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Posted by VABuckeye on 12/26 at 4:25 pm to HurricaneDunc
quote:

5% Conventional


You'd better be one pristine borrower to qualify at 5% down conventional. I know the program is there but lenders are very wary of 5% down loans these days.



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Posted by Cajun Revolution on 12/26 at 10:23 pm to LSUAfro
quote:

Also, FHA is 3.5% and I wouldn't put down a penny more if you don't have to.


Is this a good strategy? I have no intention of seeing this entire mortgage through to the end unless I keep it as a rental property. I just want a mid-level starter home package.

Is it best to pay the least amount up front? I'm just trying to get a saving/budgeting strategy for the next year.



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Posted by LSUAlum2001 on 12/27 at 9:53 am to Cajun Revolution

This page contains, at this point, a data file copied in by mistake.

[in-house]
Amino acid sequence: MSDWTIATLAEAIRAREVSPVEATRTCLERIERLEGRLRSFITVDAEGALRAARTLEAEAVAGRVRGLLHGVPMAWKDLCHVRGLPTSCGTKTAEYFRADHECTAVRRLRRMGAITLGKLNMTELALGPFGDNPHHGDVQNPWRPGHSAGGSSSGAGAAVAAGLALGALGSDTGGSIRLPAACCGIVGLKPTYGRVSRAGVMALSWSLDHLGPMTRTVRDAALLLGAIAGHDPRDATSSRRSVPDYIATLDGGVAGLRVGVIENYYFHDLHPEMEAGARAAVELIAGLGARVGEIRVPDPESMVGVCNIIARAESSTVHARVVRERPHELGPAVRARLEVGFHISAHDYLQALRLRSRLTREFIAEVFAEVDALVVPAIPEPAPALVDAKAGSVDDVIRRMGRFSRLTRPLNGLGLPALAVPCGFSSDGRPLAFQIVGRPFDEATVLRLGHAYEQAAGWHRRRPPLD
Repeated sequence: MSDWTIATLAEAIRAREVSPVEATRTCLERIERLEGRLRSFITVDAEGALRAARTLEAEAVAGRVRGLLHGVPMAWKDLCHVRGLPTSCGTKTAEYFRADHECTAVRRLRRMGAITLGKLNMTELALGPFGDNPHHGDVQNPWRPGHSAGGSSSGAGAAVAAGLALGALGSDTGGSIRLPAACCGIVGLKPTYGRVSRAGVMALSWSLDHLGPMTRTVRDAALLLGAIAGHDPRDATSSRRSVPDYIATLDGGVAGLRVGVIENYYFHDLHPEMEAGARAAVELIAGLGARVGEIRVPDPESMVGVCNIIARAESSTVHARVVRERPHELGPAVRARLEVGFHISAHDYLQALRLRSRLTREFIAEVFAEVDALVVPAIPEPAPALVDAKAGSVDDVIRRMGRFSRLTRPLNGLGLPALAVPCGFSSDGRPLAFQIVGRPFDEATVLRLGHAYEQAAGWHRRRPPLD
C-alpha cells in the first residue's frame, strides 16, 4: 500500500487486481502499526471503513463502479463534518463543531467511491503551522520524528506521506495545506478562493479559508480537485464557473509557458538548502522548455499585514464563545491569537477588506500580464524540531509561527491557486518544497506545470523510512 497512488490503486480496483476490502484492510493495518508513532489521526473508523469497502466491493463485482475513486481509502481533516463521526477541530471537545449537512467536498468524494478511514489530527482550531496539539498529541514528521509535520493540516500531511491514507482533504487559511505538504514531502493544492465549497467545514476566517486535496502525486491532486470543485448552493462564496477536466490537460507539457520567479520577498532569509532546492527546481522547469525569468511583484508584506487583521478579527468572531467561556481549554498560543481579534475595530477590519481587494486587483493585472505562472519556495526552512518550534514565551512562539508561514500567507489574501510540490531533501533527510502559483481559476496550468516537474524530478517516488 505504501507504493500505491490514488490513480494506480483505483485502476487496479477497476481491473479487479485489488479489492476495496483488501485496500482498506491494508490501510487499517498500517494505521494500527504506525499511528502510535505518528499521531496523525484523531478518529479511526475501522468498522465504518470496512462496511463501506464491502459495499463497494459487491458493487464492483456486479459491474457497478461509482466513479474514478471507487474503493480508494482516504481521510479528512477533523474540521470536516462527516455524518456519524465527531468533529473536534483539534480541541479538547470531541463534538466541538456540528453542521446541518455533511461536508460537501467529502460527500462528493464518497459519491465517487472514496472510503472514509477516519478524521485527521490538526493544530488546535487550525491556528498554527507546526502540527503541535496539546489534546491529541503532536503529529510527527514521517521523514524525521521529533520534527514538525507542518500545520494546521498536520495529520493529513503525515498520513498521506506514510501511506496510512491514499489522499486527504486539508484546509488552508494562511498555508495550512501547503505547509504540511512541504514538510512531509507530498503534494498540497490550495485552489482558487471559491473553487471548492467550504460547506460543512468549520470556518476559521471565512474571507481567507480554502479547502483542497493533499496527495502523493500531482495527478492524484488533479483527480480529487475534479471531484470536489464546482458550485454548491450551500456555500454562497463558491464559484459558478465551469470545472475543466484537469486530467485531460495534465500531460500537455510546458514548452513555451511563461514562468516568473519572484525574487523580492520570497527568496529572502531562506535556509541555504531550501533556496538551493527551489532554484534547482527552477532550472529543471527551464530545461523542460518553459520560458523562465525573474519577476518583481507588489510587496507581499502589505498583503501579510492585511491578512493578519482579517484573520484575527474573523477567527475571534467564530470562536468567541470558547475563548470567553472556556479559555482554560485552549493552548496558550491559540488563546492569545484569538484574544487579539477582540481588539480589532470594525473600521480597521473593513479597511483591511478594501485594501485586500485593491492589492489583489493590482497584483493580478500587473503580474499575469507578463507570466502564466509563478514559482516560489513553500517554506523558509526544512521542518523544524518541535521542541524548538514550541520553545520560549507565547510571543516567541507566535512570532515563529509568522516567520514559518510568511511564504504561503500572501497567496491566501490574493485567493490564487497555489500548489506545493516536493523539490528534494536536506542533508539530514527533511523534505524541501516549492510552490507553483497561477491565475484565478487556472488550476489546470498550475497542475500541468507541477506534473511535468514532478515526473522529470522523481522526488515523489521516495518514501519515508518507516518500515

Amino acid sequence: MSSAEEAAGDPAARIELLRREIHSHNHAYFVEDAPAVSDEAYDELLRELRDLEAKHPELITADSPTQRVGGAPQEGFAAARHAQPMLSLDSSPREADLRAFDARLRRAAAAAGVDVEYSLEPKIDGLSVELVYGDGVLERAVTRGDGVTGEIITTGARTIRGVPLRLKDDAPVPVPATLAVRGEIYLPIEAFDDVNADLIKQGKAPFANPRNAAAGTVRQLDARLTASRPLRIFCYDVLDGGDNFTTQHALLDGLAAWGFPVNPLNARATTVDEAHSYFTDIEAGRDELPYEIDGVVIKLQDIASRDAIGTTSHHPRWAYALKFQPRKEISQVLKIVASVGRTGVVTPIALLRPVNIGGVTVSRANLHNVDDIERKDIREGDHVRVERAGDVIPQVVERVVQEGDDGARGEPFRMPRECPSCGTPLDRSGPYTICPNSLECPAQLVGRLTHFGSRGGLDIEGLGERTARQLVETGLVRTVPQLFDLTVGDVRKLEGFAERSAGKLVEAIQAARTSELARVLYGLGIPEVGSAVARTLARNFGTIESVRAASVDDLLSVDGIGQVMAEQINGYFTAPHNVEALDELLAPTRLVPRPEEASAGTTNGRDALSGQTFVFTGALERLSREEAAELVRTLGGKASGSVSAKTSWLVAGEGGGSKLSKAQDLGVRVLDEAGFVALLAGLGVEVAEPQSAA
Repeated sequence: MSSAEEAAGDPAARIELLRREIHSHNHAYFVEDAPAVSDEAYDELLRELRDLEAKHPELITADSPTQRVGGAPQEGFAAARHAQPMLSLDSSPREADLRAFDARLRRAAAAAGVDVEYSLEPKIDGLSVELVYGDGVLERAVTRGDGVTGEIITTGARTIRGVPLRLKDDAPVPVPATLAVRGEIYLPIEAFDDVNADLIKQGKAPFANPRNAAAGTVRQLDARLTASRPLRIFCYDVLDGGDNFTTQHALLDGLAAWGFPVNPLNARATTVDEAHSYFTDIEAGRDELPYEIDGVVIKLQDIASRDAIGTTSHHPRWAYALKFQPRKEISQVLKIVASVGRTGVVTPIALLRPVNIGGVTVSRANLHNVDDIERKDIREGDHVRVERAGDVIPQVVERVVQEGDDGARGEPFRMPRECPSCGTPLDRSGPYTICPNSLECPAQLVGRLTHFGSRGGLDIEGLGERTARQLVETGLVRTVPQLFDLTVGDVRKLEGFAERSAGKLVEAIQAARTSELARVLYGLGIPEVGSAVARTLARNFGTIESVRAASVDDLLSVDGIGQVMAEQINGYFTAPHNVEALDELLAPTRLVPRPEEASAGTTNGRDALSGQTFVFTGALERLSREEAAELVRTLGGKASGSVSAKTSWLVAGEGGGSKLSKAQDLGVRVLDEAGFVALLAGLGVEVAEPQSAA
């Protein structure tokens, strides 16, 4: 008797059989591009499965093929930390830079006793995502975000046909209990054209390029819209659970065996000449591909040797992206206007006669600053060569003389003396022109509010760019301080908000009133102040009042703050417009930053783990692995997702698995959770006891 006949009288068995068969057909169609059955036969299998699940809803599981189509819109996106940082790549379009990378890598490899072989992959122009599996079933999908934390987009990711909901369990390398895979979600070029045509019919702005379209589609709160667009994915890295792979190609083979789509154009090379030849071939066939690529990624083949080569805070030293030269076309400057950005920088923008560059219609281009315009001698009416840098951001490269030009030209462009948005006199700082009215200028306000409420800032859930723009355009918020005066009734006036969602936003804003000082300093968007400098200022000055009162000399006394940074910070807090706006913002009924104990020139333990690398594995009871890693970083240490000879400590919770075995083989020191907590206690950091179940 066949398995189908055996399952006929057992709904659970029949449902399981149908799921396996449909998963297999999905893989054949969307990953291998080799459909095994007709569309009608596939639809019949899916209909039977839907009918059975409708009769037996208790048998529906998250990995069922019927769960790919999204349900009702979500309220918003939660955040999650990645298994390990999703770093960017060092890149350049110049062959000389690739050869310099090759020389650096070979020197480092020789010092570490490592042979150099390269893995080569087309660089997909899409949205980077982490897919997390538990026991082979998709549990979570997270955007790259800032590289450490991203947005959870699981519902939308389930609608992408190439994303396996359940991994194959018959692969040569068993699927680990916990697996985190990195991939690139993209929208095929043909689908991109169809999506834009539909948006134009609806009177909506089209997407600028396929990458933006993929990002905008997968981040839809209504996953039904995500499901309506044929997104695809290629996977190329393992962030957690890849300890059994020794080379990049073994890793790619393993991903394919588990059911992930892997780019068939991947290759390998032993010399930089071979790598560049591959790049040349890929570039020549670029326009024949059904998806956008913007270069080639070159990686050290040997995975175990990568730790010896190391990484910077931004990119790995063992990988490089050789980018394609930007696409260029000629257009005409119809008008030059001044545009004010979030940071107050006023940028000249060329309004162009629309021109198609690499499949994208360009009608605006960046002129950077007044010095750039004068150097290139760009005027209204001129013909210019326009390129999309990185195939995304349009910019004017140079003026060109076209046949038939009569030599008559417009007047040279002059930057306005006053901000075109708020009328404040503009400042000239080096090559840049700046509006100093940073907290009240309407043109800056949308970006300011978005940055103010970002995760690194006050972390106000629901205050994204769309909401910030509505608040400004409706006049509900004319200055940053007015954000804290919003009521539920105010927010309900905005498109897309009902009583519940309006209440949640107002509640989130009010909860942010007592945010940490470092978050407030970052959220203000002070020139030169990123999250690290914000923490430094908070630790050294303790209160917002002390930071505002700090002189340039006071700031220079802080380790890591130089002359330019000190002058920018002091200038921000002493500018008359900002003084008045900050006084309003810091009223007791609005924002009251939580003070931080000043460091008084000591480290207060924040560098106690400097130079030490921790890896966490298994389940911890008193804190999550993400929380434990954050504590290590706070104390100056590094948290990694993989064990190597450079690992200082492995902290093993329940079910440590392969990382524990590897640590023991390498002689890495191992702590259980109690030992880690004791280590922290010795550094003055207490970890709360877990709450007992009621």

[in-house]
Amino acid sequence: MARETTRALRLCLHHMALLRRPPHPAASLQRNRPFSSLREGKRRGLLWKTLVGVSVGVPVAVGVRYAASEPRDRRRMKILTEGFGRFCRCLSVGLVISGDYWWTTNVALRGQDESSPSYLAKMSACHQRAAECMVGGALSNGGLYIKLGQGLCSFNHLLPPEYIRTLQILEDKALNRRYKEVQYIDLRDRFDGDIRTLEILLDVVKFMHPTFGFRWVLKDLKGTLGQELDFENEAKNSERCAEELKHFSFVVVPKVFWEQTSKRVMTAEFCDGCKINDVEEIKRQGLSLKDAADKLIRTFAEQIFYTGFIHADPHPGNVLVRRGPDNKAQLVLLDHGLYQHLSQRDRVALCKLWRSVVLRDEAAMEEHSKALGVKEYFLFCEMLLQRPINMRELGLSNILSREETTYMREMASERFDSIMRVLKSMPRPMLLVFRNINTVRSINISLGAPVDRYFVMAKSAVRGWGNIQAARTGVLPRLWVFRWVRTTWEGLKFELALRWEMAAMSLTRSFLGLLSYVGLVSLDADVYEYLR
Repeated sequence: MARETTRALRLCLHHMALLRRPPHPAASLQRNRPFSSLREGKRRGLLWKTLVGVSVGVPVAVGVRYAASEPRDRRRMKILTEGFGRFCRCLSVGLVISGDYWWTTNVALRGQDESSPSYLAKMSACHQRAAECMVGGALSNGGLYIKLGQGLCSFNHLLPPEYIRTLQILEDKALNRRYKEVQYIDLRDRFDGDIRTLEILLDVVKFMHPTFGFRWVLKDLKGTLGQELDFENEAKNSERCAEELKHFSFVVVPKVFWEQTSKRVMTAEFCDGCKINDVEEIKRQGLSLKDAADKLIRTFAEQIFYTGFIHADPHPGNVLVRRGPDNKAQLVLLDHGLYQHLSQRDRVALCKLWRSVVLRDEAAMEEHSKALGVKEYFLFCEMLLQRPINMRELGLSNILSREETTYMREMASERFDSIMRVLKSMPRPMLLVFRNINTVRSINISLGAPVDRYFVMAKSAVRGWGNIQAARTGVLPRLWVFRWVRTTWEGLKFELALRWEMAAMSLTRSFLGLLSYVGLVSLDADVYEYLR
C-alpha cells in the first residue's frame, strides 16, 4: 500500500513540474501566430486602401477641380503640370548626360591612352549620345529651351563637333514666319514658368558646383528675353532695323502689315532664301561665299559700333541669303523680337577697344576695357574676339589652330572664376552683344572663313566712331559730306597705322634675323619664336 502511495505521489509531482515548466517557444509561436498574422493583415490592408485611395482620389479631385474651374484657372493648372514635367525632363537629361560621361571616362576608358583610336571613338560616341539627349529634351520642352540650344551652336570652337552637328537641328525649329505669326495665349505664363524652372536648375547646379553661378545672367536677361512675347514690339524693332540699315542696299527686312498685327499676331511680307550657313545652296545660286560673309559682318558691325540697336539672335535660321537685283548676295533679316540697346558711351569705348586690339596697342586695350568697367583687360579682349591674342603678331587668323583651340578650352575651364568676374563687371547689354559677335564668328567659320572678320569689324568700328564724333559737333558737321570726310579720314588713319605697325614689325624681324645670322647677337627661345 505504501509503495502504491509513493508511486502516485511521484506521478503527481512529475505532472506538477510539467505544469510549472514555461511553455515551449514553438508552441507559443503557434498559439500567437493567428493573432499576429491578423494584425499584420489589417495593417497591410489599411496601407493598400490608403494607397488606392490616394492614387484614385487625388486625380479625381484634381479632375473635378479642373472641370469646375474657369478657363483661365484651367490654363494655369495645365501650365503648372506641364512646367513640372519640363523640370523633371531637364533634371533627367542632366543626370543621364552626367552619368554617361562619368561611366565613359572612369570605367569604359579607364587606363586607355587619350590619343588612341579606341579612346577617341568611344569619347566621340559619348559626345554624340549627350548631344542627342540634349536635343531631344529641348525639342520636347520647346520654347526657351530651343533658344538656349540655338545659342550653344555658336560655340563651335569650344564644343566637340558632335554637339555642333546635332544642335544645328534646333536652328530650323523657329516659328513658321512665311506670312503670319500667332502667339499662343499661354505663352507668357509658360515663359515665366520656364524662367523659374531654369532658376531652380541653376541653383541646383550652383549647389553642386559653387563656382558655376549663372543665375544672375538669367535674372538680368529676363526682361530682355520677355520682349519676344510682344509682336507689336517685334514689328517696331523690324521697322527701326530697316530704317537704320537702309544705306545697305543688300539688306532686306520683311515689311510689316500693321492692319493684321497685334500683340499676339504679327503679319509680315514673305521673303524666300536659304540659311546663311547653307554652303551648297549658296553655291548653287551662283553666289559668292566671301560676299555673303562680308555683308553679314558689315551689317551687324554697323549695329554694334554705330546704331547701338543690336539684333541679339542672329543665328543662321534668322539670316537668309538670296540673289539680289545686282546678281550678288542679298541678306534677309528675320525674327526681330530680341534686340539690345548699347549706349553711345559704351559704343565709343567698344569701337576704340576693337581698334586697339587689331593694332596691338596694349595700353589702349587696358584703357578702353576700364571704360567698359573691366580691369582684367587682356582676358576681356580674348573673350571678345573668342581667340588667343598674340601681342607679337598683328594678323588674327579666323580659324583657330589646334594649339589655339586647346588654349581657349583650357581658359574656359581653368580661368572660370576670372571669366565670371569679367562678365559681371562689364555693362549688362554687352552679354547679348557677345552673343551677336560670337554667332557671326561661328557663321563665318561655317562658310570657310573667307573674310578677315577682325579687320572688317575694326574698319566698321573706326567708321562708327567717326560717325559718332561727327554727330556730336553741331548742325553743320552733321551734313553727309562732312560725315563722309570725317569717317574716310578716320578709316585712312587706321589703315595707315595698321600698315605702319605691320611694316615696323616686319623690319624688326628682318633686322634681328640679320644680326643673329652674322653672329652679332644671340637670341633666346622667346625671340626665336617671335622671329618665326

You can put down 0.

PMI is a bitch, but there are ways around having to pay it.



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Posted by Bear Is Dead on 12/27 at 9:58 am to Cajun Revolution
I would go for 20% to avoid PMI. It will add up to be alot of $.


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Posted by LSU1018 on 12/27 at 10:07 am to Bear Is Dead
I would only buy if you can put 20% down. PMI is so high right now. People on here will tell you to do an RD loan bc it's 0 down but just run the numbers for an RD loan compared to a conventional and compare closing costs for the 2.


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Posted by mytigger on 12/27 at 10:14 am to Cajun Revolution
whatever you do try to pay it off quickly... minimum amounts and extended load periods make you end up paying double actual price of the home.